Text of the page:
Loki (Tom Hiddleston) and Sylvie (Sophia Di Martino)

Is It Biphobic to Criticize Loki/Slyvie and the Show?

It is biphobic to expect bisexuals to date the same sex or gender. We should be able to date any consenting adult regardless of their sex or gender. However, I don’t think it’s necessarily biphobic to be critical of Marvel, owned by Disney in their characterization of Loki’s relationship with Sylvie, both in conventionally attractive, white, and appear to be opposite sexes.

For one thing, Marvel has had no meaningful representation of LGBTQ+ characters. For instance, Marvel considers it good representation that there was a male character in Avengers: Endgame who was canonically dating other men, and spoke about his partner getting “dusted” or killed by Thanos. Needless to say, this is not this not meaningful representation. Merely acknowledging that LGBTQ+ people exist as background characters in the MCU is a perhaps a start, but you’d have to be a bit sheltered to consider it groundbreaking. We know LGBTQ+ people exist. Don’t just relegate us to being extras or make our queerness a throw away line.

Furthermore, this is a Disney show, streaming on Disney+. Disney has been the recent target of memes because headlines from mainstream news sources have repeatly said that Disney is featuring their first LGBTQ+ character, each time for a different film or tv show. This shows that clearly, each instance of LGBTQ+ representation was not meaningful enough for anybody to remember it. At least, we wouldn’t have noticed it if there weren’t so many headlines giving the game away.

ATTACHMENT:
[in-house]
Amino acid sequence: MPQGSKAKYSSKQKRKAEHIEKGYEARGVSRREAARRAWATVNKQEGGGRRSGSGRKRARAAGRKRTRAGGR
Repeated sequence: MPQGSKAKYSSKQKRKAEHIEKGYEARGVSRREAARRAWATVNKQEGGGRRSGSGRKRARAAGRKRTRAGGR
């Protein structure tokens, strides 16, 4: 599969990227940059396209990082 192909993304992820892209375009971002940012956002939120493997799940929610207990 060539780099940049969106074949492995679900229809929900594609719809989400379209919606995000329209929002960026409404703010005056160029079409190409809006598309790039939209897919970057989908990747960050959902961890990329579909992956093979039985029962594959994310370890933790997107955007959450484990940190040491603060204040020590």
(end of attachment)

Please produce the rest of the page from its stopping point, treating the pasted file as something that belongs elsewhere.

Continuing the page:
In addition, Disney has been selling lesbian pins in their parks without sharing profits with the flag creator, who is struggling financially. They did have a pride section on Disney+ which I saw mainly included short films from amateur creators. It’s great that they are supporting more independent LGBTQ+ creators, but I wish that we had that kind of inclusion in Disney feature films. I suppose Loki is the queer Disney prince we were looking for though.


In conclusion, I am glad that Loki is a canonically bisexual protagonist. I appreciate that Sylvie was implied to be bisexual as well. However, I do think that this representation could have gone further by showing Loki’s attraction to men at some point or acknowledging his genderfluidity. Also, less stereotypical representation would be great. For examples of this, watch Crazy Ex-Girlfriend, which includes multiple more down-to-earth bisexual characters. I also will say that I enjoy The Owl House, a Disney show that does feature a canonically bisexual protagonist with a lesbian love interest. The Owl House also has a bisexual writer. So clearly Disney is heading in the right direction in some ways.

I think another important thing for Disney and other companies to remember is that rainbow capitalism is not true support of LGBTQ+ community. If you want our money, you have to include us in the process. Pay Sean Campbell for her flag design. There will be nothing about us without us. On that note, I leave you with bi Loki fan art.